From "Mosquito Gumbo" Rating: 10 Budweisers Now here's a guy, a band and a CD I am glad to know about. I picked up Chris' CD in January of 2006 and have listened to it everyday since. I am impressed with not only this native from Lake Charles' song writing and execution, but the scope of music he and the band offers up. I am particularly enthused by the Bayou Roots Special, Old Fashioned Two-Step, Tante Adele, and Bashoot Leblanc from an accordion player's perspective. Equally as laudable are the vocals and harmonies, which makes for all the tunes easy on the ears. A couple of tunes paint a very "Acadie" tone on this CD, which is a great perspective that few LA musians venture on -- capturing the rather ancient introspection in the Cajun music. The tunes, Please Stay Dance and Choupique Two Step, with their nouveau zydeco stylings, create a nice contrast to the rest of the disc, as well as the old-school zydeco tunes of Zydeco Breakdown, "Yon-Yon" and "Leavin's Easier." This is a very strong and multi-faceted CD, voicing broad swaths of sounds encapsulating the spirit of Louisiana culture, while still giving a true-to-form modern Cajun genre-loving listener like myself, a lot to appreciate.
From "OffBeat Magazine" It’s fashionable these days to proclaim oneself as a roots musician, especially when it comes to hunting down big money gigs. When Chris Miller, former lynchpin of Louisiana’s Kingfish, says his new band, Bayou Roots, is totally roots-centric, you can bet the farm on that. Rarely has there been a Louisiana French music offering with quite the depth as this one, with everything from traditional Cajun music to several flavors of zydeco. Sandwiched in between the driving dancehall chestnut, “Bayou Roots Special” and the Clifton Chenier-styled “Zydeco Breakdown” are rocking renditions of Creole fiddler Canray Fontenot’s “Bee de La Manche,” a bottom-end pounding version of Willis Touchet’s “Old Fashion Two-Step” and blitzing coverage of Nathan Abshire’s “Choupique Two-Step.” The first-generation zydeco-styled “Yon Yon’ Boogie” swings like crazy while the nouveau-styled “Please Stay Dance” recalls Zydeco Force with an added twist of a boogie-bombing piano solo. The roots examination is a comprehensive one, sealed with a couple of Acadian/Celtic tinged selections, “Deux Contradenses” with crazy spoon rhythms and fiddle-harmonica interplay, as well as the lilting “Dansez Codinne” that features the angelic voices of the Miller youth. Though the pair may sound like imports from a foreign soil, amazingly, everything is homegrown here. The Appalachian lamenting “In The Pines” is another creative masterpiece, initially resembling a scratchy record, then transitioning to an accordion-led, Cajun French sung counterpart before returning to its plaintive, Anglo form. That in itself symbolizes Cajun music’s durability, the willingness to adapt, borrow and incorporate while surviving the gale forces of Americanization. Trophy stuff.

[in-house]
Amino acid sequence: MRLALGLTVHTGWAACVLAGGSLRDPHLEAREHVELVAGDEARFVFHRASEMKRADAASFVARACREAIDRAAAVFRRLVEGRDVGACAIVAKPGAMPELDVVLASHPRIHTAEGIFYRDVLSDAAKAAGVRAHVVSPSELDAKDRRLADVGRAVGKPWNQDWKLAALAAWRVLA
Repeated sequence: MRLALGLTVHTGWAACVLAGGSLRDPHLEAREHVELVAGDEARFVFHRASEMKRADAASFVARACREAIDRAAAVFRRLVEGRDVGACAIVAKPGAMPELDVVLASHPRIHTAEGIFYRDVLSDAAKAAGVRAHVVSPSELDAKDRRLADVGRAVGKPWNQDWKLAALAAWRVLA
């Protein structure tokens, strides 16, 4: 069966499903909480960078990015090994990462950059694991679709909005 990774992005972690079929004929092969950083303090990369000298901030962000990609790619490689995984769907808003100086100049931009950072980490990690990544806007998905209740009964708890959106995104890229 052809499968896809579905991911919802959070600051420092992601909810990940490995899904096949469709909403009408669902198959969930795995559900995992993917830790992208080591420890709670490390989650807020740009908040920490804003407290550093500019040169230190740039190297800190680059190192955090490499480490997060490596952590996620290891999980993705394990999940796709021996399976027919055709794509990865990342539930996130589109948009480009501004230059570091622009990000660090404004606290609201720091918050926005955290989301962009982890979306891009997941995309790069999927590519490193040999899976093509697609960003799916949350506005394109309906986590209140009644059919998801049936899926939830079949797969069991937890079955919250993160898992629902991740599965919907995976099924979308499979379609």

From "Zydezine"
This is a popular Cajun band from the Lake Charles area and is now bound to get more attention elsewhere. As the band name suggests this release is not typical dance hall fare. Most of the stories come from the local area and ten of the fifteen cuts are Miller originals. The CD has an excellent liner with complete French and English Lyircs, as well as info on the origin of each tune. Miller is an accomplished musician and has a pleasant voice.

Three cuts have a Celtic fell, including "Deux Contredances" and nice twin fiddle instrumental and "Dansez Codinne" with interesting female group vocals. Variety is displayed with three cuts in English, a couple of Zydeco-tinged numbers, including a stripped-down "Zydeco Breakdown." Of the six waltzes, the "La belle dans mes reves" (The Beautiful One in My Dreams) is especially beautiful and haunting.